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Rolling Mill Tutorial - Part 2

Before continuing, make sure you have read Chapter 15.

Smith Predictor

Smith predictors can often be used to overcome the effects of time delay. The diagram below shows the Smith predictor described in Figure 11.16.

The controller again is

Java Applet Simulation

The JAVA applet below is a simulation of the above system. This time, the control parameters have been chosen as kp = 0.7 and ki = 7. As before, the graph has a vertical scale of 0.1mm per division and a horizontal scale of 2 seconds per division. It shows the set-point (the blue trace), the actual exit thickness h (the green trace) and the measured (delayed) exit thickness hm (the red trace).

Pressing the "Change Parameters" button allows you to change the same parameters as in the last simulation.


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Things to try Things to notice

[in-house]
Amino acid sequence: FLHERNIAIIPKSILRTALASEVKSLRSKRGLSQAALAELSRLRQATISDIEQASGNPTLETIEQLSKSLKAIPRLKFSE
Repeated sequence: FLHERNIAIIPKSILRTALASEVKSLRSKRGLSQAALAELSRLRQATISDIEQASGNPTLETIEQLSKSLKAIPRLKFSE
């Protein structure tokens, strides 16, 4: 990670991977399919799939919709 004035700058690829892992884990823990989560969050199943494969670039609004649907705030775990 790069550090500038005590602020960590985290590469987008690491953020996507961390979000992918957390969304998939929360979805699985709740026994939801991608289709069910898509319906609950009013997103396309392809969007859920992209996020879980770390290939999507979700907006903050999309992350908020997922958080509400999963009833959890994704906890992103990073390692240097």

Change the set point to 0.3 The delay has no effect on the set-point response due to the Smith Predictor
Change the input thickness to 0.5 Watch the disturbance response and note that the time delay still affects the disturbance response
Increase the controller gain to try and increase the system's response speed The system still goes unstable for a high enough gain, but it can handle higher gains than before.

The Smith predictor definitely improves the set-point response, but does nothing for the disturbance response. This delay in the disturbance response is a problem because the disturbance affects the product (as much as two meters of steel could be deformed because of this). The Smith predictor also allows higher controller gains (and therefore faster responses) without the system going unstable, but the closed loop system is now more sensitive to modelling errors.

Next, we look at the use of a "virtual sensor" (or "soft sensor" or "observer") to measure the exit thickness with no delay.

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